Describe and justify your approach to the research e.g. quantitative, qualitative or mixed method.
This is an Applied Research project, be sure to explain how your research fits as an applied research project.
Collection & Sampling
Describe HOW you collected the data that you have used
How did you verify the data source/s used?
Discuss any drawbacks relating to the use of secondary data sources in your research
How did you choose your sample for your data collection?
Describe the sampling method used by the original source/s
Analysis
What type of data analysis have you used?
Read:
Logan, T 2020, ‘A Practical, Iterative Framework for Secondary Data Analysis in Educational Research’, Australian educational researcher, vol. 47, no. 1, pp. 129–148.
https://scu.primo.exlibrisgroup.com/permalink/61SCU_INST/14tpmab/eric_sEJ1243995
Ethical considerations
How are data being managed, stored, and represented?
How are texts/persons/data being studied?
Does one’s method of analysis require exact quoting and if so, what might be the ethical consequence of this in the immediate or long term? (For example, would quoting directly from a blog cause harm to the blogger and if so, could another method of representation be less risky?
Could materials be restricted because of copyright? (For example, many countries have restrictions on using screenshots or images taken from the web without permission.
Refer to week 10 lecture slides and the SCU link below for more information on ethics
Southern Cross University n.d., Research Integrity and Governance, viewed 15 April, 2020, <https://www.scu.edu.au/research/our-research/research-integrity-and-governance/
Findings
This section presents the results obtained from interpreting the data you have gathered. Present the information clearly, concisely and record only facts. No personal opinions are included.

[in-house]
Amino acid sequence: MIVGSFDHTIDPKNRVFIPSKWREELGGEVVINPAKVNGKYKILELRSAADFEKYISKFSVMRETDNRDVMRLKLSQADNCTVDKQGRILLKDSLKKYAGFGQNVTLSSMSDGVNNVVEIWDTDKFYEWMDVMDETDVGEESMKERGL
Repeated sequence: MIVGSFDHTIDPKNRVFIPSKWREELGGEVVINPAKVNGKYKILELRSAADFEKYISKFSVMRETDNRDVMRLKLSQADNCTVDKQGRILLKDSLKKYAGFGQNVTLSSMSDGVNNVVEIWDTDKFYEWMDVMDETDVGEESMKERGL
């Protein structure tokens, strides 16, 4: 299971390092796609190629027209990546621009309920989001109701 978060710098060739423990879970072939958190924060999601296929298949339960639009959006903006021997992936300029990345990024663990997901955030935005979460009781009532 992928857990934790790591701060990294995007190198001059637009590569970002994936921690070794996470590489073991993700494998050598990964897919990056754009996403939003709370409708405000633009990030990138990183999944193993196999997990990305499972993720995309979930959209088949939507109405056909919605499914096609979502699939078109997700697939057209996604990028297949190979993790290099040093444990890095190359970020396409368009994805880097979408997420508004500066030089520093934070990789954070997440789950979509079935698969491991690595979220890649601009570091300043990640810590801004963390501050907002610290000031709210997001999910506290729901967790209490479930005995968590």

Include any relevant graphs, tables or plans to summarise the findings
Include data commentary describing any figures and tables
Be sure to label and reference figures and tables according to the SCU Harvard reference format
See tips in the Discussion board – ‘Writing up your report’
Discussion
This section discusses the results. The results are interpreted and compared to those of relevant studies/theories referred to earlier in the report. Link the discussion to the literature, your research question/s and the findings.
Recommendations
As a result of the investigations and your understanding of the relevant theory, what recommendations can you make (e.g. for further study of the problem or issue, to improve the workplace practice, behaviours)?
Limitations
No study is entirely perfect or inclusive of every possible aspect. The limitations of a study are its flaws or weaknesses, which could be the result of the unavailability of resources, sample size, time restriction, etc.
Conclusion
This section summarises the main points or findings of the investigation and discusses what the findings actually mean. Ensure that the conclusion is consistent with the information presented in the body section. Don’t include any new information in the conclusion.
References
Use SCU Harvard format
https://libguides.scu.edu.au/harvard
Appendices
An appendix is used when information would be useful to give background information to the reader, but would interrupt the flow if it was included in your report e.g., transcripts of interviews, club rules, or plans that are not immediately relevant. Number and label each appendix and check that your numbering corresponds with the numbers given within your report. Ensure that all information is appropriately referenced
Mandatory inclusions in the appendix
PowerPoint slides from your Pitch (presentation)
Either the spreadsheets or documents used for analysis or a ‘shared’ link to a storage drive such as your SCU OneDrive